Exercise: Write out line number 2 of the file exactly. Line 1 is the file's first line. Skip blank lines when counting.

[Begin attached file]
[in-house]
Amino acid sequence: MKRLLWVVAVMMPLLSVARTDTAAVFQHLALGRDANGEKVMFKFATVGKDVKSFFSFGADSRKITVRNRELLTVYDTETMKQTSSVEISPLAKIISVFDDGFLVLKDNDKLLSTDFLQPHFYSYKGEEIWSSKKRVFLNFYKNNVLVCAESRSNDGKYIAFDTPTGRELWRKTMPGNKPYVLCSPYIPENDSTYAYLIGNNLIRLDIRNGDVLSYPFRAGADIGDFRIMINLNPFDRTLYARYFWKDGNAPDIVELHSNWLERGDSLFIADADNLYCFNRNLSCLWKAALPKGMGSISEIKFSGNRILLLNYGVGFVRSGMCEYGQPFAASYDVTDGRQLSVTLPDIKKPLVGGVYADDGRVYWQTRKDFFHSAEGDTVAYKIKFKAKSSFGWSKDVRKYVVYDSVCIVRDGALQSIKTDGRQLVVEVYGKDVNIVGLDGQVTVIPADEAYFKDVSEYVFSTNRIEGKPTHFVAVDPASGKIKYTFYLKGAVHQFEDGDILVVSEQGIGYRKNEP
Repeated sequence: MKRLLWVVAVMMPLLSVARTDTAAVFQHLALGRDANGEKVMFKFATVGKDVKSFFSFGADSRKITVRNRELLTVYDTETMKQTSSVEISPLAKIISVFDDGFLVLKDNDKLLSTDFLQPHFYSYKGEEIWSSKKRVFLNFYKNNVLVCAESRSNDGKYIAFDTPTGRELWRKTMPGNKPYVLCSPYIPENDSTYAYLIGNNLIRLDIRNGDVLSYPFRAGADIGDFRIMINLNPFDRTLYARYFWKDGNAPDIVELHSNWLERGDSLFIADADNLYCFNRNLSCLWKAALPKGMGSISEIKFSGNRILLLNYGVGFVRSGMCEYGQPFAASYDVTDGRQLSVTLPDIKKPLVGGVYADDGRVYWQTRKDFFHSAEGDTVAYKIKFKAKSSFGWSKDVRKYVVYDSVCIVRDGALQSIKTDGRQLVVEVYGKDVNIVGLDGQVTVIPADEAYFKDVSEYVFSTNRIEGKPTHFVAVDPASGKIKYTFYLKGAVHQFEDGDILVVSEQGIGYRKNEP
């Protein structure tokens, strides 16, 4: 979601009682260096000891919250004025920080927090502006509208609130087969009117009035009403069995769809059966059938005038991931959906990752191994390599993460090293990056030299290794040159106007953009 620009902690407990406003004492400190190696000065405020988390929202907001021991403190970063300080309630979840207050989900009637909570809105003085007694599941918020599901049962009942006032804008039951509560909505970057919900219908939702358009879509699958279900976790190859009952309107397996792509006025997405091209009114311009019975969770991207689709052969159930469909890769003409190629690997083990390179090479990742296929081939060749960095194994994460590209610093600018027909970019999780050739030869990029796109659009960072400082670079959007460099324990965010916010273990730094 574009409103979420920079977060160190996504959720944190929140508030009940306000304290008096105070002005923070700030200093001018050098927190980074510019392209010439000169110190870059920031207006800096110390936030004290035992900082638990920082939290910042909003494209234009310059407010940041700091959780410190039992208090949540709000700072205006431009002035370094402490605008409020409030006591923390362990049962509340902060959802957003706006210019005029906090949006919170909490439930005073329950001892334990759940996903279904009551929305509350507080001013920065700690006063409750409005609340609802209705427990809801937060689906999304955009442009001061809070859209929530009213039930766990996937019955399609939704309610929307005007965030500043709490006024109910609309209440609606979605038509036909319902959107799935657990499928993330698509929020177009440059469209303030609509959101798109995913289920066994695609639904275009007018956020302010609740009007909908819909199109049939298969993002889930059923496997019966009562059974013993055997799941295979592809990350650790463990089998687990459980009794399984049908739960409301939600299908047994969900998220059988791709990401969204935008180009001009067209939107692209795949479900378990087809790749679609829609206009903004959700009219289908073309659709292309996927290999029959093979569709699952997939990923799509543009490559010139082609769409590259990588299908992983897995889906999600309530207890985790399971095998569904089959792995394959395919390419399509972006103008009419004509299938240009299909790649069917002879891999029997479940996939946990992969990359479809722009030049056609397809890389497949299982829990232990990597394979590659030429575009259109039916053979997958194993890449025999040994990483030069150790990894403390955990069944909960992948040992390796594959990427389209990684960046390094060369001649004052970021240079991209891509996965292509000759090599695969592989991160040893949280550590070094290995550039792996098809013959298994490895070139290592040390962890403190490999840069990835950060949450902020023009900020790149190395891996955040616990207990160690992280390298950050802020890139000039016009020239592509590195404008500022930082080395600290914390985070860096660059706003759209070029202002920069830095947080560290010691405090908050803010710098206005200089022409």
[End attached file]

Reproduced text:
Amino acid sequence: MKRLLWVVAVMMPLLSVARTDTAAVFQHLALGRDANGEKVMFKFATVGKDVKSFFSFGADSRKITVRNRELLTVYDTETMKQTSSVEISPLAKIISVFDDGFLVLKDNDKLLSTDFLQPHFYSYKGEEIWSSKKRVFLNFYKNNVLVCAESRSNDGKYIAFDTPTGRELWRKTMPGNKPYVLCSPYIPENDSTYAYLIGNNLIRLDIRNGDVLSYPFRAGADIGDFRIMINLNPFDRTLYARYFWKDGNAPDIVELHSNWLERGDSLFIADADNLYCFNRNLSCLWKAALPKGMGSISEIKFSGNRILLLNYGVGFVRSGMCEYGQPFAASYDVTDGRQLSVTLPDIKKPLVGGVYADDGRVYWQTRKDFFHSAEGDTVAYKIKFKAKSSFGWSKDVRKYVVYDSVCIVRDGALQSIKTDGRQLVVEVYGKDVNIVGLDGQVTVIPADEAYFKDVSEYVFSTNRIEGKPTHFVAVDPASGKIKYTFYLKGAVHQFEDGDILVVSEQGIGYRKNEP